4. Recommend and interpret the results of commonly used diagnostic procedures and tests.
    5. Describe the most frequent clinical, laboratory, imaging, and pathologic manifestations of common disease states.
    6. Reason deductively in solving clinical problems.
    7. Design and explain the basis for appropriate management strategies (preventive, diagnostic and therapeutic) for common acute and chronic conditions.
    8. Recognize patients with immediately life-threatening or serious conditions requiring critical care and institute appropriate initial therapy.
    9. Demonstrate knowledge of pain management.
    10. Communicate effectively, orally and in writing, with patients, their families, and professionals in health and other fields with whom physicians must exchange information in carrying out their responsibilities.
  4. Outcome 4: Duty - a holistic view of healthcare system and understanding of population health.
    1. Demonstrate knowledge of the important non-biological determinants of poor health and of the socioeconomic, behavioral, psychological, and cultural factors that contribute to the development and/or continuation of health and disease.
    2. Demonstrate knowledge of the epidemiology of health and disease within a defined population, and the systematic approaches useful in reducing the incidence and prevalence of those diseases.
    3. Identify risk factors for disease or injury, select appropriate tests for detecting patients at risk for or in the early stage of specific diseases, and determine strategies for responding appropriately including prevention strategies.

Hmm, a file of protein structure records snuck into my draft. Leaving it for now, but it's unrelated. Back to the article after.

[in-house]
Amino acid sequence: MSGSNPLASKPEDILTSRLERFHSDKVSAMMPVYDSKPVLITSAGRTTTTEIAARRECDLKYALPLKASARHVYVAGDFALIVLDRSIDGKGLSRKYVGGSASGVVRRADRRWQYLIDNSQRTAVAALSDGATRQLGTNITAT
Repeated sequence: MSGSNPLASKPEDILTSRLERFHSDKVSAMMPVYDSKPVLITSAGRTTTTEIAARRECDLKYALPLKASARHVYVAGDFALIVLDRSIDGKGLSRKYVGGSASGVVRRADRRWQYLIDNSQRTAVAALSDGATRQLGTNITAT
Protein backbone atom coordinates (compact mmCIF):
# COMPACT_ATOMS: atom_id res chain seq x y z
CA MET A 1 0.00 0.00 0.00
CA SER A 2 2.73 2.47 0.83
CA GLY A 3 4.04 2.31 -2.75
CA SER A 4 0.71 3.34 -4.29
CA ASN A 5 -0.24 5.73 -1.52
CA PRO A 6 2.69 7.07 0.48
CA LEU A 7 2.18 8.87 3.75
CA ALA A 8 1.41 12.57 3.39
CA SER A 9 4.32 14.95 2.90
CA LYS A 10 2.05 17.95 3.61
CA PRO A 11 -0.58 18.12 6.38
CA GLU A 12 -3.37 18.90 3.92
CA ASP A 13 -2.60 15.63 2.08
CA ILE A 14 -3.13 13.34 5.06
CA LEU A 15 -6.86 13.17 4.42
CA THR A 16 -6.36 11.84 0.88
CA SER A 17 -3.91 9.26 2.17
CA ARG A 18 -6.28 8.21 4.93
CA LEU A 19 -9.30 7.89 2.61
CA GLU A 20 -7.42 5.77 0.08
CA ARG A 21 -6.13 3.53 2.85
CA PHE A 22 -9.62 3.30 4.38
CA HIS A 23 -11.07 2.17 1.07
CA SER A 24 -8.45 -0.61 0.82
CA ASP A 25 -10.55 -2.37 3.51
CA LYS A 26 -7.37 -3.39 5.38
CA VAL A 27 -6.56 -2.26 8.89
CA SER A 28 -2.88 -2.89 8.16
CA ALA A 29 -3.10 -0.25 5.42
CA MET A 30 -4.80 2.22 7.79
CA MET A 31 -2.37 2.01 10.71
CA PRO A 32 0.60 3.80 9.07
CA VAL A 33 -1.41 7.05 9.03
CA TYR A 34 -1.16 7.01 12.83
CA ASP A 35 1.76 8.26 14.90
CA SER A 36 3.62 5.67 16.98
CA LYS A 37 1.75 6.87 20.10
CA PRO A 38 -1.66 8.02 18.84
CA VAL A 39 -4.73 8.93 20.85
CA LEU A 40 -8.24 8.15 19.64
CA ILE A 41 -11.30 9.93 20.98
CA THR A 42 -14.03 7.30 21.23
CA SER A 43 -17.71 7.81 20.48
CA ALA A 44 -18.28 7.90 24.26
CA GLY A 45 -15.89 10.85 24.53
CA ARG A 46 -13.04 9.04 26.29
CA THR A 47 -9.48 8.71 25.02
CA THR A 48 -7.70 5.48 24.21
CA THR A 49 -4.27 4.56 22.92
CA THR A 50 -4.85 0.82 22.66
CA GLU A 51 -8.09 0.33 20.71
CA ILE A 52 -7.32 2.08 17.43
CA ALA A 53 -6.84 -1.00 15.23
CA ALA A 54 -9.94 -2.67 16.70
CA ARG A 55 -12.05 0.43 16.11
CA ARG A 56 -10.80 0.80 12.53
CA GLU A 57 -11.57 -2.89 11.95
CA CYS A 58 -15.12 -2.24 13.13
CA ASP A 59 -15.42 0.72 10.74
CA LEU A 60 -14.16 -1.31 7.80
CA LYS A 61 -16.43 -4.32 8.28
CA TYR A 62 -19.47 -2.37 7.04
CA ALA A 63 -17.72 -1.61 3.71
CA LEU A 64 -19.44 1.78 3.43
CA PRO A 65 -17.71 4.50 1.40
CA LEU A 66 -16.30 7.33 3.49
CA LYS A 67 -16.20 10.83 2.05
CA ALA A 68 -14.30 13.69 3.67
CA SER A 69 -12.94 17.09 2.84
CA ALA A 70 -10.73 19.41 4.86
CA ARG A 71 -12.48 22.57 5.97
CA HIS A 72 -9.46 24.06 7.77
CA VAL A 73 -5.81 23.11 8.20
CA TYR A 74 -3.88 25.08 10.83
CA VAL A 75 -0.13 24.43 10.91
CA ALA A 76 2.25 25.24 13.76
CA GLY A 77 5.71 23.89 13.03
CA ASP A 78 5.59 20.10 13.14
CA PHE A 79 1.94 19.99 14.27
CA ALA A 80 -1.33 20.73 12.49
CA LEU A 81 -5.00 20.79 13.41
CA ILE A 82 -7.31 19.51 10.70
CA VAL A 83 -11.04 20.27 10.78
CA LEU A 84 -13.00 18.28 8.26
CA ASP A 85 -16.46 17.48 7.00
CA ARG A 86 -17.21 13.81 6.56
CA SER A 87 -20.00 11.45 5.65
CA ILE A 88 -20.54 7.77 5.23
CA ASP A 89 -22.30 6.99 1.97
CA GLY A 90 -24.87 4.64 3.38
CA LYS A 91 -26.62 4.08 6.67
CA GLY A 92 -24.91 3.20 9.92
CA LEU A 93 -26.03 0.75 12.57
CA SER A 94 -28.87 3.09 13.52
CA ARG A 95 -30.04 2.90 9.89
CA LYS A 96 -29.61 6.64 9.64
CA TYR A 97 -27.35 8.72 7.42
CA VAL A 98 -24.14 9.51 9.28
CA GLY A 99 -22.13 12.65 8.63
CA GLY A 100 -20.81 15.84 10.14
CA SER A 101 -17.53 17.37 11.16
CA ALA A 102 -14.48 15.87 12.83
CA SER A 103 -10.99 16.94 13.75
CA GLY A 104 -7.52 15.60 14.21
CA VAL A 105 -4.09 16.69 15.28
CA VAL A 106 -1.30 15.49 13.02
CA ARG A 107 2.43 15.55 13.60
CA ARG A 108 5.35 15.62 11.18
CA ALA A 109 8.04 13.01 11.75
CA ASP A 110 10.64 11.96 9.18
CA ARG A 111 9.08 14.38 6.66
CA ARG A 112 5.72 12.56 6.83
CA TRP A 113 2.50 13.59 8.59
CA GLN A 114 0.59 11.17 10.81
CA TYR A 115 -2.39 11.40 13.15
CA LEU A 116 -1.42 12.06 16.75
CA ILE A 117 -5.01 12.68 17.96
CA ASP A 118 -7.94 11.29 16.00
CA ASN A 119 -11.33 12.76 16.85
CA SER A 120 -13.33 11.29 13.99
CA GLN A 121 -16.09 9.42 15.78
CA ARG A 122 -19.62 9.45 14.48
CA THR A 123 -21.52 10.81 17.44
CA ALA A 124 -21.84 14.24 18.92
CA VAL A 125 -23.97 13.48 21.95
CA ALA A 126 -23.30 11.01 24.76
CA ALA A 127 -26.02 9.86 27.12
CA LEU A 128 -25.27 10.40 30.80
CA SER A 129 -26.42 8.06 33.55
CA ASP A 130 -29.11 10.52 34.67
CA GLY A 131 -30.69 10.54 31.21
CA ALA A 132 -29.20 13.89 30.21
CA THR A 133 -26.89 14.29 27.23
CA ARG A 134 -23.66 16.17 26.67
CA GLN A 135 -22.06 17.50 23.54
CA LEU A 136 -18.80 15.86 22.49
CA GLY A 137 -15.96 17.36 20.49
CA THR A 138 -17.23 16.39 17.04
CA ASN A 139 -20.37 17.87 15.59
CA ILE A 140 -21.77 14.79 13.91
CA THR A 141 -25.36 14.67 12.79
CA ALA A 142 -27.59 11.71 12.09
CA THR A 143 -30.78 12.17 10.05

4. Retrieve biomedical information from appropriate resources and manage and utilize it within a quantitative and statistical framework to solve clinical problems and make decisions.
    5. Demonstrate knowledge of the organization, financing, and delivery of health care.
    6. Demonstrate cultural competency and a commitment to overcome health disparities by providing care to all patients and advocating for access to health care for underserved populations.
  5. Outcome 5: Innovation - the ability to identify opportunities in societal and technical spaces, create solutions, and have a positive impact on health care delivery.
    1. Identify unexpected opportunities to provide extraordinary value for patients, populations, and health systems.
    2. Apply systems-based and creative thinking to complex, uncertain diagnoses or other healthcare problems.
    3. Evaluate the feasibility of innovative healthcare solutions to address patient, societal, population, and global health needs.
  6. Outcome 6: Engineering - Skills necessary to create technical solutions and make technology-related decisions to improve healthcare. 
    1. Integrate information from many sources to gain insight into patient care.
    2. Identify, formulate, and solve healthcare problems by applying principles of engineering, science, medicine, and mathematics.
    3. Apply analysis and synthesis to the engineering design process, resulting in designs that address identified healthcare challenges.
    4. Conduct relevant healthcare and engineering research and apply quantitative skills and medical judgment to implement solutions.
    5. Communicate data-based costs, risks, and benefits of engineering solutions to healthcare teams, health systems, medical device manufacturers, and other health industry stakeholders.